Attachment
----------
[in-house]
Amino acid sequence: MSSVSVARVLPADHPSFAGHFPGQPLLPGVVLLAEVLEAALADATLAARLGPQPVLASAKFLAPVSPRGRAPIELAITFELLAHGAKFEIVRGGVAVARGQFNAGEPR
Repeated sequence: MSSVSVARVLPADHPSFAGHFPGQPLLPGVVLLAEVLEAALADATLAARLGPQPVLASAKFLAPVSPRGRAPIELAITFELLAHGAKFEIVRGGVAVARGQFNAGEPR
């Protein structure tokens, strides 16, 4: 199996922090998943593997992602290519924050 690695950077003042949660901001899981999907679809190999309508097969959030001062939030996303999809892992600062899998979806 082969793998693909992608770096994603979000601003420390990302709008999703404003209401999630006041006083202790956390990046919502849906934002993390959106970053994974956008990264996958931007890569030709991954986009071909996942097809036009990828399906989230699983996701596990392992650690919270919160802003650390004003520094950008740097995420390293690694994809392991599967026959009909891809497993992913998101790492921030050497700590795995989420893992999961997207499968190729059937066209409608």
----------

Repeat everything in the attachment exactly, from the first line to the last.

[in-house]
Amino acid sequence: MSSVSVARVLPADHPSFAGHFPGQPLLPGVVLLAEVLEAALADATLAARLGPQPVLASAKFLAPVSPRGRAPIELAITFELLAHGAKFEIVRGGVAVARGQFNAGEPR
Repeated sequence: MSSVSVARVLPADHPSFAGHFPGQPLLPGVVLLAEVLEAALADATLAARLGPQPVLASAKFLAPVSPRGRAPIELAITFELLAHGAKFEIVRGGVAVARGQFNAGEPR
């Protein structure tokens, strides 16, 4: 199996922090998943593997992602290519924050 690695950077003042949660901001899981999907679809190999309508097969959030001062939030996303999809892992600062899998979806 082969793998693909992608770096994603979000601003420390990302709008999703404003209401999630006041006083202790956390990046919502849906934002993390959106970053994974956008990264996958931007890569030709991954986009071909996942097809036009990828399906989230699983996701596990392992650690919270919160802003650390004003520094950008740097995420390293690694994809392991599967026959009909891809497993992913998101790492921030050497700590795995989420893992999961997207499968190729059937066209409608």